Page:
Sci-fi writers join war on terror
USA Today | May 31, 2007
Looking to prevent the next terrorist attack, the Homeland Security Department is tapping into the wild imaginations of a group of self-described "deviant" thinkers: science-fiction writers.
"We spend our entire careers living in the future," says author Arlan Andrews, one of a handful of writers the government brought to Washington this month to attend a Homeland Security conference on science and technology.
Those responsible for keeping the nation safe from devastating attacks realize that in addition to border agents, police and airport screeners, they "need people to think of crazy ideas," Andrews says.
The writers make up a group called Sigma, which Andrews put together 15 years ago to advise government officials. The last time the group gathered was in the late 1990s, when members met with government scientists to discuss what a post-nuclear age might look like, says group member Greg Bear. He has written 30 sci-fi books, including the best seller Darwin's Radio.
Now, the Homeland Security Department is calling on the group to help with the government's latest top mission of combating terrorism.
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Although some sci-fi writers' futuristic ideas might sound crazy now, scientists know that they often have what seems to be an uncanny ability to see into the future.
"Fifty years ago, science-fiction writers told us about flying cars and a wireless handheld communicator," says Christopher Kelly, spokesman for Homeland Security's Science and Technology division. "Although flying cars haven't evolved, cellphones today are a way of life. We need to look everywhere for ideas, and science-fiction writers clearly inform the debate."
Bear says the writers offer powerful imaginations that can conjure up not only possible methods of attack, but also ideas about how governments and individuals will respond and what kinds of high-tech tools could prevent attacks.
The group's motto is "Science Fiction in the National Interest." To join the group, Andrews says, you have to have at least one technical doctorate degree.
"We're well-qualified nuts," says Jerry Pournelle, co-author of the best sellers Footfall and Lucifer's Hammer and dozens of other books.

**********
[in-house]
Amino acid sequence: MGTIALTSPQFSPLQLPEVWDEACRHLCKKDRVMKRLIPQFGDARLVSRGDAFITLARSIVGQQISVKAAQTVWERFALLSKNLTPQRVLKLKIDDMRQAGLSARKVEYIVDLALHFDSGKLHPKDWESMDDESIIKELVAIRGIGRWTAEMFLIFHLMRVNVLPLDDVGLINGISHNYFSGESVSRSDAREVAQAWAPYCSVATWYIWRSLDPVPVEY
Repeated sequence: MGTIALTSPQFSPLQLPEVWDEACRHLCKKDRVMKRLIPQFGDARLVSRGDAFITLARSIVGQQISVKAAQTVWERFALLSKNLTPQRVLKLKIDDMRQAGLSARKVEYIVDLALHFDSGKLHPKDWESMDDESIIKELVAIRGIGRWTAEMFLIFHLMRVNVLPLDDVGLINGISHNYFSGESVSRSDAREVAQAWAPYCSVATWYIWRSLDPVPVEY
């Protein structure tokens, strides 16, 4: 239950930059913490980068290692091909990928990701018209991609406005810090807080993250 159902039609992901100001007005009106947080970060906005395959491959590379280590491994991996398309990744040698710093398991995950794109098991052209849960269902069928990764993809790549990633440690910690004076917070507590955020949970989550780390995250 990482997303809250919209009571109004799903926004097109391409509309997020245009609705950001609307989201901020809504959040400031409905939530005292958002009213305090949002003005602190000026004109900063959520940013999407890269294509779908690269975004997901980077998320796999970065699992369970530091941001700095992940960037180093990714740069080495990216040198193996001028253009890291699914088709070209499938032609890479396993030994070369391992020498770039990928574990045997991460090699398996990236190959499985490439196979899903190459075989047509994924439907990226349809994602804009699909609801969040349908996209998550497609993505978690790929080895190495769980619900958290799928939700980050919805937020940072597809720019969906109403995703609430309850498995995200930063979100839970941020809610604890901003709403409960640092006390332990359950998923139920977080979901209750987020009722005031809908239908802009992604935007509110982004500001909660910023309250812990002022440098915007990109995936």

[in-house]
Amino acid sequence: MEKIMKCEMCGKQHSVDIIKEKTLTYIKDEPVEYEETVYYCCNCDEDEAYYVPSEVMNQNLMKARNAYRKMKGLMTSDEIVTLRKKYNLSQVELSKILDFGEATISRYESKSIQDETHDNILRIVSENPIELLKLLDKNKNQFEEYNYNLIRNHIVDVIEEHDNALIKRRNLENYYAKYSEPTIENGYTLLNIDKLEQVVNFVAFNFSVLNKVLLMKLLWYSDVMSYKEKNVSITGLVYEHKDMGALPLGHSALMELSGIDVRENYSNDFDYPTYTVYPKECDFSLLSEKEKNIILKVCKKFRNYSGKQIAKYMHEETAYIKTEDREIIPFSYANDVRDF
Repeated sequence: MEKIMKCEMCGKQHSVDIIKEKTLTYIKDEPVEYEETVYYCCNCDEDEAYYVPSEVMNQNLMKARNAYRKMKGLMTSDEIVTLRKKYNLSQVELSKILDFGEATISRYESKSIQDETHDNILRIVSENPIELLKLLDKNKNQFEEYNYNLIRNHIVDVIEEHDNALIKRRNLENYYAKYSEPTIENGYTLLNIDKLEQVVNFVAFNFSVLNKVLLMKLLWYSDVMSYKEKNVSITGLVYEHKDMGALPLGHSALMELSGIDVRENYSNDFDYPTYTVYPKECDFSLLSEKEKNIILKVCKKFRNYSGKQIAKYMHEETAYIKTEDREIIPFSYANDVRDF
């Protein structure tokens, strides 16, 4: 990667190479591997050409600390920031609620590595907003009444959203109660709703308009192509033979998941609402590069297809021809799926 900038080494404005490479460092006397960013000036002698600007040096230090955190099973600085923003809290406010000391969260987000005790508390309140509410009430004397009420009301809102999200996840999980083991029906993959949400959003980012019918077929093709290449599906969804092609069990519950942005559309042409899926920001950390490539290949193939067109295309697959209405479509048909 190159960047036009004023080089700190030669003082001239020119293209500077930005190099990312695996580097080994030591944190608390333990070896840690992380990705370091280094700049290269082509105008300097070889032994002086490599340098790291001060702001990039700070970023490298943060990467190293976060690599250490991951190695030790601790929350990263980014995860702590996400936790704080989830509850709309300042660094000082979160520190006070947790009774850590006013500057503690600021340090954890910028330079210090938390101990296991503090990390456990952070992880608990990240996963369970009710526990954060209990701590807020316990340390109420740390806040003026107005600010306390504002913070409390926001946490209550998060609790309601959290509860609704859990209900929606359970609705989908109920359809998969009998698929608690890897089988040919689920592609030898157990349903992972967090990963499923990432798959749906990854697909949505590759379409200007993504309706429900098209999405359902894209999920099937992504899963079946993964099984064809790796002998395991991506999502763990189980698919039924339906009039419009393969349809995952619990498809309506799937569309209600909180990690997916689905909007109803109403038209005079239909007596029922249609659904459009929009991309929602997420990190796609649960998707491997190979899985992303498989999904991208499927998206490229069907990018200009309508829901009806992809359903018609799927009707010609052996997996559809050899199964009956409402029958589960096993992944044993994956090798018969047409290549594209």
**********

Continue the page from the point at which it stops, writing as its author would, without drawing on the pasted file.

Pournelle and others say that science-fiction writers have spent their lives studying the kinds of technologies and scenarios Homeland Security officials have been tackling since the department began operating in 2003.
"We talk to a lot of strange people and read a lot of weird things," Bear says.
At the Washington conference, Bear offered to put biometrics researchers in touch with movie special-effects experts. The experts might be able to help the government determine how to match the face of someone walking through an airport to a grainy photo of a known terrorist.
Bear's latest book, Quantico, is a sci-fi thriller that has FBI agents and a bioterrorism expert racing to hunt down a homegrown terrorist.
"We'll play 'What if?' with anything," says Sage Walker, an emergency medicine physician turned sci-fi writer and the only woman in the group. She says the discussions with government officials "tend to be very intense and far-ranging."
So are discussions between the writers. During a coffee break at the conference, Walker, Bear and Andrews started talking about the government's bomb-sniffing dogs. Within minutes, they had conjured up a doggie brain-scanning skullcap that could tell agents what kind of explosive material a dog had picked up.
The 9/11 Commission called the 2001 terrorist attacks a result of the government's "failure of imagination." For this group, Walker says, there's no such thing as an "unthinkable scenario."
Why offer their ideas to the government instead of private companies that pay big bucks?
"To save civilization," Ringworld author Larry Niven says. "We do it in fiction. Why wouldn't we want to do it in fact?"
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